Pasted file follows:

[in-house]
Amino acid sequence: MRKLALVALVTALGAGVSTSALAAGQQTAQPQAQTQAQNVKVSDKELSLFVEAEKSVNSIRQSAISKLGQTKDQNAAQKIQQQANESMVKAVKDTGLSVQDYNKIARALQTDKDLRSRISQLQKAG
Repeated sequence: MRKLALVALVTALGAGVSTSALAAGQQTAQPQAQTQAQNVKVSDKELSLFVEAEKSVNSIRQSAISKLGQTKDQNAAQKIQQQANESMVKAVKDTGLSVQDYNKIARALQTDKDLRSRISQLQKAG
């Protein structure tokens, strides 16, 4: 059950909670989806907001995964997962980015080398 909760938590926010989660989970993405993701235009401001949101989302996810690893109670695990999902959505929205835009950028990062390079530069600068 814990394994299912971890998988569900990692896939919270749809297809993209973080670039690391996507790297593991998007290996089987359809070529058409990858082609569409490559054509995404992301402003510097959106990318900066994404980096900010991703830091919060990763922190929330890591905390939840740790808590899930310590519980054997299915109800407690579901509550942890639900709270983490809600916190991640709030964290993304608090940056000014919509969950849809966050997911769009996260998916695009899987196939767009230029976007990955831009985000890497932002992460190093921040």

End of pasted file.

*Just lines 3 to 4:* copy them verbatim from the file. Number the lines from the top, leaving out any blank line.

Repeated sequence: MRKLALVALVTALGAGVSTSALAAGQQTAQPQAQTQAQNVKVSDKELSLFVEAEKSVNSIRQSAISKLGQTKDQNAAQKIQQQANESMVKAVKDTGLSVQDYNKIARALQTDKDLRSRISQLQKAG
């Protein structure tokens, strides 16, 4: 059950909670989806907001995964997962980015080398 909760938590926010989660989970993405993701235009401001949101989302996810690893109670695990999902959505929205835009950028990062390079530069600068 814990394994299912971890998988569900990692896939919270749809297809993209973080670039690391996507790297593991998007290996089987359809070529058409990858082609569409490559054509995404992301402003510097959106990318900066994404980096900010991703830091919060990763922190929330890591905390939840740790808590899930310590519980054997299915109800407690579901509550942890639900709270983490809600916190991640709030964290993304608090940056000014919509969950849809966050997911769009996260998916695009899987196939767009230029976007990955831009985000890497932002992460190093921040």